(No longer in theaters)
Chris Moore, Matt Damon, John Krasinski
Dec 28, 2012
Movies like Promised Land sometimes make me ashamed to be a liberal. Gus Van Sant’s heartland drama about a natural-gas company trying to take over a small town wants to make the personal political and vice versa, to use its protagonist’s indecision and lack of identity to make a broader point about the corporate, "just doing my job" ethos. But it collapses on all fronts, delivering hot-button platitudes and just-add-water character development.
The protagonist in this case is Steve (Matt Damon, who co-scripted, with John Krasinski, from a story by Dave Eggers), who works for a giant energy company seeking to buy drilling rights to the land owned by members of a rural community. He and his partner Sue (Frances McDormand, typically excellent) go into towns, pretend to be down-home types, get people to sign over the rights, and then move on to the next gig. Sue’s got a family back home, and she has a certain matter-of-factness about her job we can call can-do cynicism: As long as she’s able to pay for schools and whatever else, she’ll do what she has to. (The movie should have been about her.) Steve is a bit more of a cipher. We’re not sure what he wants, and neither is he — and that’s kind of the point.
Or it’s supposed to be, at any rate. Promised Land wants to keep the focus on Damon’s (non-)character, but it also wants to preach. Yet its attack on natural gas is so lazy that it actually backfires. When Steve tries to make his case before a group of local citizens, an older man played by Hal Holbrook stands up to challenge him, and we can practically see the halo around Holbrook’s head. Meanwhile, an environmentalist (played by Krasinski) comes into town and just positively charms the pants off everyone while spreading counterevidence that natural-gas drilling, fracking in particular, is in fact quite destructive. (A doozy of a third-act twist tries to complicate the issue with Krasinski’s character, but it actually makes the film’s politics even more one-note than they already were.) The documentary Gasland did a compelling job of explaining to us the potential dangers of fracking, but Promised Land doesn’t show its viewer that kind of respect; it just smugly takes our liberal, anti-natural-gas position as a given. It doesn’t want to have a debate about fracking — which would be fine if it didn’t spend so much damned time on the debate about fracking.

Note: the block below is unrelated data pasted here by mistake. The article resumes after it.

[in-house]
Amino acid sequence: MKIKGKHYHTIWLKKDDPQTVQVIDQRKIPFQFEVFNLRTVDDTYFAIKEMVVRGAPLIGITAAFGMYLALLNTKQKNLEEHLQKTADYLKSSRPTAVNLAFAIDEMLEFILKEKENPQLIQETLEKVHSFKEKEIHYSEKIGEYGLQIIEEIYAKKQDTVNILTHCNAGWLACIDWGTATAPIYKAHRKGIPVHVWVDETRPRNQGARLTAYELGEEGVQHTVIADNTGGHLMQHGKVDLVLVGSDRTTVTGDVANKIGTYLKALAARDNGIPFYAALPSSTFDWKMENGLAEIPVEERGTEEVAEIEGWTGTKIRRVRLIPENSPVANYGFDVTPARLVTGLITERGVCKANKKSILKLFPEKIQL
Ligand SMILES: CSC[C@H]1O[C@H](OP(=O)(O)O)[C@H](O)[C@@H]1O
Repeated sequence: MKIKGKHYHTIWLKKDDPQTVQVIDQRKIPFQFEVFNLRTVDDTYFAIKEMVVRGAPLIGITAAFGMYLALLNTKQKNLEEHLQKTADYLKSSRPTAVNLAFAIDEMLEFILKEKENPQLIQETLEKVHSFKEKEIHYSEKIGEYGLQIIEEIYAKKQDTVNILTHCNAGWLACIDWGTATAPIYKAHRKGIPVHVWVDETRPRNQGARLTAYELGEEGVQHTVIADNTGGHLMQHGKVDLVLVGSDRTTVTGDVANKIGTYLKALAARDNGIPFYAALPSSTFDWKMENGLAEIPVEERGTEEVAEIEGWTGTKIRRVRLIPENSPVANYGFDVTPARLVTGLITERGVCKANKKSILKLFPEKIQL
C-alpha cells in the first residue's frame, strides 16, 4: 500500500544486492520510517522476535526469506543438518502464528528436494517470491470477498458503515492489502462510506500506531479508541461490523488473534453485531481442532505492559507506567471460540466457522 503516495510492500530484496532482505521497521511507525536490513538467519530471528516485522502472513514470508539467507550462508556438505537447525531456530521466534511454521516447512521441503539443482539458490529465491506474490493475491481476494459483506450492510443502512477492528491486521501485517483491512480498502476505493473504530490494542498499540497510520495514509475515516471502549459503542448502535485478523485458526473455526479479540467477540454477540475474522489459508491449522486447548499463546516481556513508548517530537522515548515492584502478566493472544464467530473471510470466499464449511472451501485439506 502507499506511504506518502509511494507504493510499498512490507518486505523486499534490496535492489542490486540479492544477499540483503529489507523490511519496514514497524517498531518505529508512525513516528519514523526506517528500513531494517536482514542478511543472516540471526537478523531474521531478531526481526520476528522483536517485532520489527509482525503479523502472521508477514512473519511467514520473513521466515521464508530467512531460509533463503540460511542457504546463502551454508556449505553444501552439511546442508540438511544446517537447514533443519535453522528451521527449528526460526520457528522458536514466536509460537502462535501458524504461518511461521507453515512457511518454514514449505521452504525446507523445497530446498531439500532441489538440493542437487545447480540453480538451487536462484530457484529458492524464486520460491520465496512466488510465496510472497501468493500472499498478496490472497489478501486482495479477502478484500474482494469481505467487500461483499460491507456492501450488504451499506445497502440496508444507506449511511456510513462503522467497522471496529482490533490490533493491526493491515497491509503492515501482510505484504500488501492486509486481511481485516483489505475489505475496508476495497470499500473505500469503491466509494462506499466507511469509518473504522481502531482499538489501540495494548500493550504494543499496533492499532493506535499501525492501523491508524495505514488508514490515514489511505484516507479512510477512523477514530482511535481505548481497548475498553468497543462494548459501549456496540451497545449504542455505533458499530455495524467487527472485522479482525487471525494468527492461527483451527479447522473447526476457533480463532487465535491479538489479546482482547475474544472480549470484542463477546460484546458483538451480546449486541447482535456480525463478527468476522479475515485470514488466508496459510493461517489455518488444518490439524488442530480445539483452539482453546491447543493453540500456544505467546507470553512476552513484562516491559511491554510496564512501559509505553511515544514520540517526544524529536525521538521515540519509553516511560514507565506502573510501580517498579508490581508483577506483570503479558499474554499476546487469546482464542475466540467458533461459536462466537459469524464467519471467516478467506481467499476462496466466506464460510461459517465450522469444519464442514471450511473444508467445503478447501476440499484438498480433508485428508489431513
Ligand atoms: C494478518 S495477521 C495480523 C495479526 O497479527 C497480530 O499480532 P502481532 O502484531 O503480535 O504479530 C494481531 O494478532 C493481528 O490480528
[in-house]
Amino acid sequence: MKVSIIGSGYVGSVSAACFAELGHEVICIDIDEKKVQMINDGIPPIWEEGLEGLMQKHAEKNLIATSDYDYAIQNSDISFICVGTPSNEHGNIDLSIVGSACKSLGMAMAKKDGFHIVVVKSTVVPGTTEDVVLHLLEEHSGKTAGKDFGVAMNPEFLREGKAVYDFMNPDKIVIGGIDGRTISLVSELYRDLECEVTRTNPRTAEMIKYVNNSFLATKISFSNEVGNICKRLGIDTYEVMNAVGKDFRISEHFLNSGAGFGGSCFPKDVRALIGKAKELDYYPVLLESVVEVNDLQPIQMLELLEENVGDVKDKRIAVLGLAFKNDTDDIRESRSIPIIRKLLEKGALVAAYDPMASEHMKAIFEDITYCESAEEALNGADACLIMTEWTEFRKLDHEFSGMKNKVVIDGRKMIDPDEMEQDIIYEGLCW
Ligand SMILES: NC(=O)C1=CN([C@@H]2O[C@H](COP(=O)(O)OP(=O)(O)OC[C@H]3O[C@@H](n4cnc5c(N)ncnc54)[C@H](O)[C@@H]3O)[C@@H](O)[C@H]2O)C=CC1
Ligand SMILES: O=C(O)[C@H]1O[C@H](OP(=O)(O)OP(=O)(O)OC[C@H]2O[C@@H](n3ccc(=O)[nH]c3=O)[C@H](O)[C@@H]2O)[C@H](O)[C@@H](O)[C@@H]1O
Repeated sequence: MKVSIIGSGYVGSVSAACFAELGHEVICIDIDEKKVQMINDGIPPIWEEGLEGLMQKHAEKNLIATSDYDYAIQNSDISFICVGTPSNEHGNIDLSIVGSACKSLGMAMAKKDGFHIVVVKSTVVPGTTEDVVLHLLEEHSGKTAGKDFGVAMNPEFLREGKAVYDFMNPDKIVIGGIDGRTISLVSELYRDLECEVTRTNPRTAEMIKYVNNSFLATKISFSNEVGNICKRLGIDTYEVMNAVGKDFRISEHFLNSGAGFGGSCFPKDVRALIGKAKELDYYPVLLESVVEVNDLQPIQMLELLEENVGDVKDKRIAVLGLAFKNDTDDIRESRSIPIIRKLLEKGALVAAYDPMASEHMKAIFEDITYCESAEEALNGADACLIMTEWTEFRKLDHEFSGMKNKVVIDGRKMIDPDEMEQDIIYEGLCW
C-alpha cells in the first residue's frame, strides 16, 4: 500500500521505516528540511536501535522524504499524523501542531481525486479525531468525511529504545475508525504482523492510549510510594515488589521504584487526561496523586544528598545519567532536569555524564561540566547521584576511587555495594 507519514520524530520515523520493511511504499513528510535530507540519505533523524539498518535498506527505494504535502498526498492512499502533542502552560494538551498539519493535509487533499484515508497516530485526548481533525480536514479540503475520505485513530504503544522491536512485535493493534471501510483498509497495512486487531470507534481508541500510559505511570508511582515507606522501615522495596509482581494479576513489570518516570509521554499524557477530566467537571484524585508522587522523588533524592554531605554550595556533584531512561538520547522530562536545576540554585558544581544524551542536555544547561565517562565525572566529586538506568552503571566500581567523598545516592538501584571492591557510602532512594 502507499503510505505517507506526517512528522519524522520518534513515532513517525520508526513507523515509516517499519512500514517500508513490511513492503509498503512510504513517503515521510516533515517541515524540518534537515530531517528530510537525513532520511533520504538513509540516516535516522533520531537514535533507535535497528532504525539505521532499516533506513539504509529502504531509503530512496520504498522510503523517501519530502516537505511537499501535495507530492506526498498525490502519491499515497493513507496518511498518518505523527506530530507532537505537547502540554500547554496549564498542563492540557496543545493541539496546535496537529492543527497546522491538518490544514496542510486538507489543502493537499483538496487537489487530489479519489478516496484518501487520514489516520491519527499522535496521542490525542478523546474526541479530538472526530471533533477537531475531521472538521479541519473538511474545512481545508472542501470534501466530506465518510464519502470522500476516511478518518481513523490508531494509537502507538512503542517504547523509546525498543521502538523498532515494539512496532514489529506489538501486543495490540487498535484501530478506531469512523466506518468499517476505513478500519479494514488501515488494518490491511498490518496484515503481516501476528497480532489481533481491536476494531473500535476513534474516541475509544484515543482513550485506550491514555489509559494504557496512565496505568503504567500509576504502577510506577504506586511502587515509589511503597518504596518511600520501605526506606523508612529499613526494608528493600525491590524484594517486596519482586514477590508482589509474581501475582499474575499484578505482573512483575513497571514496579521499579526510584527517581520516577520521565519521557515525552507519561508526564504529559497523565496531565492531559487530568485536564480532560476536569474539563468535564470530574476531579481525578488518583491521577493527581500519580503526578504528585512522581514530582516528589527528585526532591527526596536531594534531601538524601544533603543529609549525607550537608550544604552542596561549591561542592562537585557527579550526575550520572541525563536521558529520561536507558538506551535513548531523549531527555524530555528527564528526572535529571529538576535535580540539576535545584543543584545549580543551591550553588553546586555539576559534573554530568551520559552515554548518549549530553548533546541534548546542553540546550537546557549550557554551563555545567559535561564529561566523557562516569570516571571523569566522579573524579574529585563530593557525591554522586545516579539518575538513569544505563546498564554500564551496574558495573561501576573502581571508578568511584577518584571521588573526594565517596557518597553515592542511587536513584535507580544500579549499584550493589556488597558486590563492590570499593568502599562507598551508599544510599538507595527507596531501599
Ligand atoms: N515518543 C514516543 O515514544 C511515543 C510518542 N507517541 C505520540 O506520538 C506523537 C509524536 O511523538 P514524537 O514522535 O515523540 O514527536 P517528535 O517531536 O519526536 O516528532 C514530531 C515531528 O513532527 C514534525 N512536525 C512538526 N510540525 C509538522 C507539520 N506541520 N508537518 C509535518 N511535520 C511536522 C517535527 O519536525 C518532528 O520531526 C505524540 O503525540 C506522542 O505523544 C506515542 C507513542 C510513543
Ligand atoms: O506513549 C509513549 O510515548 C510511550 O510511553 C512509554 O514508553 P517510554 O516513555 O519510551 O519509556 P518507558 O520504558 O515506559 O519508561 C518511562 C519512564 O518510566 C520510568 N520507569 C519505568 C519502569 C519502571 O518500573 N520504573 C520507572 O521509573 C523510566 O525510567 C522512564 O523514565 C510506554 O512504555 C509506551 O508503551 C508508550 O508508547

Eggers has in the past cited Bill Forsyth’s charming and understated 1983 fish-out-of-water tale Local Hero as one of his favorite films. His story is probably going for something similar here: The tale of an okay albeit selfish and blank corporate drone who goes to a remote part of the world and, instead of convincing the natives to give up their land, is actually transformed by the experience. But the big, bad corporate meanies in Local Hero were mostly just background (and besides, it wasn’t their politics that Forsyth had issues with, but their self-absorbed alienation), and the focus of the drama was the daily give-and-take of existence in an odd, quaint part of the world. (Forsyth’s film was set in a far corner of Scotland.) Promised Land, however, takes all the wrong lessons from Local Hero. It puts the politics center stage but then refuses to do anything with it. The film is too one-sided to work as a political debate, but too limp to work as agitprop. There’s no debate, no tension, no uncertainty — in other words, nothing to latch onto to keep watching, save for whatever lefty outrage we might choose to bring to the theater with us. It’s all so simple-minded, so cloying that it makes other Van Sant paycheck gigs such as Finding Forrester look like Gravity’s Rainbow.
But the director isn’t exactly sleepwalking here. A couple of lyrical, pseudo-documentary montages that show the townspeople at work display a feel for the folks who live on this land, and there are some nice, natural supporting performances here and there. If this were the old studio system and Van Sant a mostly powerless auteur trying to impose some personality on a script handed down from on high, then we could have given him some points for the film’s more expressive passages. But this isn’t the forties, and Gus Van Sant is one of our major filmmakers. He’s as responsible for the content of his film as he is responsible for any occasional moments of loveliness that might sneak in. And the awkward, shallow obviousness of Promised Land is, frankly, unworthy of his — or anyone else’s — talents.